Chinese Qigong

Oriental Medicine And Qi Dao
see also introduction

Nowadays, there are many programs teaching Oriental Medicine, or Traditional Chinese Medicine TCM), across America. An Acupuncturist or Doctor of Oriental Medicine is usually trained to diagnose particular health conditions that are viewed as problems or diseases. The TCM doctor has studied numerous case histories and creates a treatment for the patient based on these histories. This treatment is often energy work in the form of Acupuncture but can also include dietetic advice, prescriptions of herbs or other methods, including Qigong.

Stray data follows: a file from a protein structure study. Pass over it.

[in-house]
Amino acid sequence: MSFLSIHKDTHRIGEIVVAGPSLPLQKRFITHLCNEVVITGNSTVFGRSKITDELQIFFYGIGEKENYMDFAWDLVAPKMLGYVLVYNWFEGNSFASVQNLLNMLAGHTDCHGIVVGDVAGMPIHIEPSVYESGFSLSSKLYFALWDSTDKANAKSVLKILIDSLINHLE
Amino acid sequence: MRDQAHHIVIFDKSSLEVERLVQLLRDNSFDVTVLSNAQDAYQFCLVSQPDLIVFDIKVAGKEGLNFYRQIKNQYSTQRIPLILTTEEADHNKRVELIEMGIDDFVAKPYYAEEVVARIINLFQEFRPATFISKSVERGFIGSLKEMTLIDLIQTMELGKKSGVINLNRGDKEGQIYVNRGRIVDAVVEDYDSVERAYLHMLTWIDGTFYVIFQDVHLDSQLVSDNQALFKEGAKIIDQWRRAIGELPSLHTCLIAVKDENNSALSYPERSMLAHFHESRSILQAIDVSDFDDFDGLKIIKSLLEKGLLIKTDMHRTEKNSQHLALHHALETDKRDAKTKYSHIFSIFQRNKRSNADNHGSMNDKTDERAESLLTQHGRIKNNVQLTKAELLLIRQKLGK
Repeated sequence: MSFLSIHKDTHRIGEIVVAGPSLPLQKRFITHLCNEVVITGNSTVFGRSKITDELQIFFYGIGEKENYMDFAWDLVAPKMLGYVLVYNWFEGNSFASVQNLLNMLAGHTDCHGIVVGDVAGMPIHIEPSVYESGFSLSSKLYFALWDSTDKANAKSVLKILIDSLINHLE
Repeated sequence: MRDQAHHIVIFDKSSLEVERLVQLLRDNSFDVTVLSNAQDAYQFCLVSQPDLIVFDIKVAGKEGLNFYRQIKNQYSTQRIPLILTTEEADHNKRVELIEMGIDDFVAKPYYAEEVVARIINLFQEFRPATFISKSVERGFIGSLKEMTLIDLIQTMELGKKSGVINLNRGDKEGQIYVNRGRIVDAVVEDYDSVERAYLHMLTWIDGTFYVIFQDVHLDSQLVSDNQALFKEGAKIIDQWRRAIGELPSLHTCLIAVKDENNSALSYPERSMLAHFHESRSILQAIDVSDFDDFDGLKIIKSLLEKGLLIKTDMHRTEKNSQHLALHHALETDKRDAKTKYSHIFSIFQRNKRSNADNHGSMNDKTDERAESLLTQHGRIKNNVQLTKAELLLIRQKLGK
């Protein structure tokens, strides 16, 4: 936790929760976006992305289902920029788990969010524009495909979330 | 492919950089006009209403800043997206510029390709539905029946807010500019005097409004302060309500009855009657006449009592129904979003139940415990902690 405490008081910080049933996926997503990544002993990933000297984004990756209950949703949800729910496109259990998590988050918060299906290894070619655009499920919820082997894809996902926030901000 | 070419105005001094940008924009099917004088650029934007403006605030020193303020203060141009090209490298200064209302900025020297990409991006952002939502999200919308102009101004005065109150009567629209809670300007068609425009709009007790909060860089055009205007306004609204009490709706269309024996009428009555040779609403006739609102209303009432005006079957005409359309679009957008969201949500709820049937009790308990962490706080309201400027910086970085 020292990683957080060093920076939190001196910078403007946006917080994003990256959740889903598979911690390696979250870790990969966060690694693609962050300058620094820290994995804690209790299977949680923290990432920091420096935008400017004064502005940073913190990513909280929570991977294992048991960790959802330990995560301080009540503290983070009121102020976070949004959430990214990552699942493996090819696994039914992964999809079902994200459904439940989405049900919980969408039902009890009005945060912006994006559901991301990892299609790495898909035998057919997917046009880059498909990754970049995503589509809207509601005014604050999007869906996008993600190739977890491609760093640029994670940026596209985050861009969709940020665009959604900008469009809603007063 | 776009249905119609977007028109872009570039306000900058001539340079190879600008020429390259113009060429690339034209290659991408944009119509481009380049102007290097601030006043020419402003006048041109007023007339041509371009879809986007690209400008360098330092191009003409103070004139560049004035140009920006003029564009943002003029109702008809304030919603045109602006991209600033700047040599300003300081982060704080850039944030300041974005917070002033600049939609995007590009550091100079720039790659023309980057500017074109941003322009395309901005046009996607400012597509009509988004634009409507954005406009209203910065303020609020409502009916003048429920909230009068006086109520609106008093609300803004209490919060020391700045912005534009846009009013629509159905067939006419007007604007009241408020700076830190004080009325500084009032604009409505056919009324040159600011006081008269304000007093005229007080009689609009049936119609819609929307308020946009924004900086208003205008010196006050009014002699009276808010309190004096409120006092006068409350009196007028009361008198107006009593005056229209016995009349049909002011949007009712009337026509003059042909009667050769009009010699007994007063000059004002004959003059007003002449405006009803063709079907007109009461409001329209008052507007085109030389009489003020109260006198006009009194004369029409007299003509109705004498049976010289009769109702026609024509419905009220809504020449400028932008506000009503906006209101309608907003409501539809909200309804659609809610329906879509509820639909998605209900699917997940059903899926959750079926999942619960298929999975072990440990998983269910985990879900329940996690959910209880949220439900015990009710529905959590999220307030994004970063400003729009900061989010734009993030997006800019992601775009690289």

An Acupuncturist trained in a TCM program has learned about energy meridians, or channels in the human body, often through the study of meridian charts and dummies dotted with acupoints. Acupuncturists use their knowledge of these meridians and acupoints in their efforts to direct the energy of the patient according to their understanding of how Qi should flow in the physical body. If Qi deviates from this “optimal” flow, they may use burning moxa, needles, cups or other devices in an attempt to correct or facilitate the energy flow. This is believed to promote healing of the patient. This type of treatment is based on the belief that the Doctor knows where and how the life force should flow in the patient’s body. It also entails that the Doctor knows better what the patients need to experience than the patients themselves.